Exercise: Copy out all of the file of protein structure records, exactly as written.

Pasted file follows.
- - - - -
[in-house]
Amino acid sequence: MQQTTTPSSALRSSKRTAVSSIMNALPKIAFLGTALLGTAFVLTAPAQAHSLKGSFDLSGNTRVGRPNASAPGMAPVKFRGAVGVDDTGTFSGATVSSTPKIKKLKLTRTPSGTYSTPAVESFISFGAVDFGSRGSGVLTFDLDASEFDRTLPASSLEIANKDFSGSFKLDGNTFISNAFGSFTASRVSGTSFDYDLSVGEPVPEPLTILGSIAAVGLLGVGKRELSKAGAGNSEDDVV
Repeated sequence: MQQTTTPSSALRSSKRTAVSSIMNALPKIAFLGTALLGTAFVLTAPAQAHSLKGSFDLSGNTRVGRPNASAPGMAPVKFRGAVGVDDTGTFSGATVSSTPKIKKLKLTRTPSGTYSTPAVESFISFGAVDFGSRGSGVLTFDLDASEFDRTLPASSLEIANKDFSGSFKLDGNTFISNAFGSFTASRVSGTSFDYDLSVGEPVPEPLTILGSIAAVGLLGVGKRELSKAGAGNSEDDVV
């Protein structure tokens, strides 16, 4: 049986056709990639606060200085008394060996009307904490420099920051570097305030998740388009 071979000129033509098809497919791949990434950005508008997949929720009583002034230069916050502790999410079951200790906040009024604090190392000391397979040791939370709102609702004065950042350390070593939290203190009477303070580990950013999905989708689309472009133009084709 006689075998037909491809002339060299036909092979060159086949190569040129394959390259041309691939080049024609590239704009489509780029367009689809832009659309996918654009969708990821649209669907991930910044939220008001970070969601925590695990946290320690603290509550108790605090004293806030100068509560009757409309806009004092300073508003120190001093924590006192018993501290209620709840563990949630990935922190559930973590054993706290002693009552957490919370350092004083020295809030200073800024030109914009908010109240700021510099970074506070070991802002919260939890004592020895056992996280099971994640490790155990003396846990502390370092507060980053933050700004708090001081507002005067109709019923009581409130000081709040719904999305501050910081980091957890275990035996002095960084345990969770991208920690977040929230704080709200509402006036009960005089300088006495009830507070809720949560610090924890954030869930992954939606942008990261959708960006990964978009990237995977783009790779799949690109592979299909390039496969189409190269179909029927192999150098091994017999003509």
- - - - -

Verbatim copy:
[in-house]
Amino acid sequence: MQQTTTPSSALRSSKRTAVSSIMNALPKIAFLGTALLGTAFVLTAPAQAHSLKGSFDLSGNTRVGRPNASAPGMAPVKFRGAVGVDDTGTFSGATVSSTPKIKKLKLTRTPSGTYSTPAVESFISFGAVDFGSRGSGVLTFDLDASEFDRTLPASSLEIANKDFSGSFKLDGNTFISNAFGSFTASRVSGTSFDYDLSVGEPVPEPLTILGSIAAVGLLGVGKRELSKAGAGNSEDDVV
Repeated sequence: MQQTTTPSSALRSSKRTAVSSIMNALPKIAFLGTALLGTAFVLTAPAQAHSLKGSFDLSGNTRVGRPNASAPGMAPVKFRGAVGVDDTGTFSGATVSSTPKIKKLKLTRTPSGTYSTPAVESFISFGAVDFGSRGSGVLTFDLDASEFDRTLPASSLEIANKDFSGSFKLDGNTFISNAFGSFTASRVSGTSFDYDLSVGEPVPEPLTILGSIAAVGLLGVGKRELSKAGAGNSEDDVV
């Protein structure tokens, strides 16, 4: 049986056709990639606060200085008394060996009307904490420099920051570097305030998740388009 071979000129033509098809497919791949990434950005508008997949929720009583002034230069916050502790999410079951200790906040009024604090190392000391397979040791939370709102609702004065950042350390070593939290203190009477303070580990950013999905989708689309472009133009084709 006689075998037909491809002339060299036909092979060159086949190569040129394959390259041309691939080049024609590239704009489509780029367009689809832009659309996918654009969708990821649209669907991930910044939220008001970070969601925590695990946290320690603290509550108790605090004293806030100068509560009757409309806009004092300073508003120190001093924590006192018993501290209620709840563990949630990935922190559930973590054993706290002693009552957490919370350092004083020295809030200073800024030109914009908010109240700021510099970074506070070991802002919260939890004592020895056992996280099971994640490790155990003396846990502390370092507060980053933050700004708090001081507002005067109709019923009581409130000081709040719904999305501050910081980091957890275990035996002095960084345990969770991208920690977040929230704080709200509402006036009960005089300088006495009830507070809720949560610090924890954030869930992954939606942008990261959708960006990964978009990237995977783009790779799949690109592979299909390039496969189409190269179909029927192999150098091994017999003509």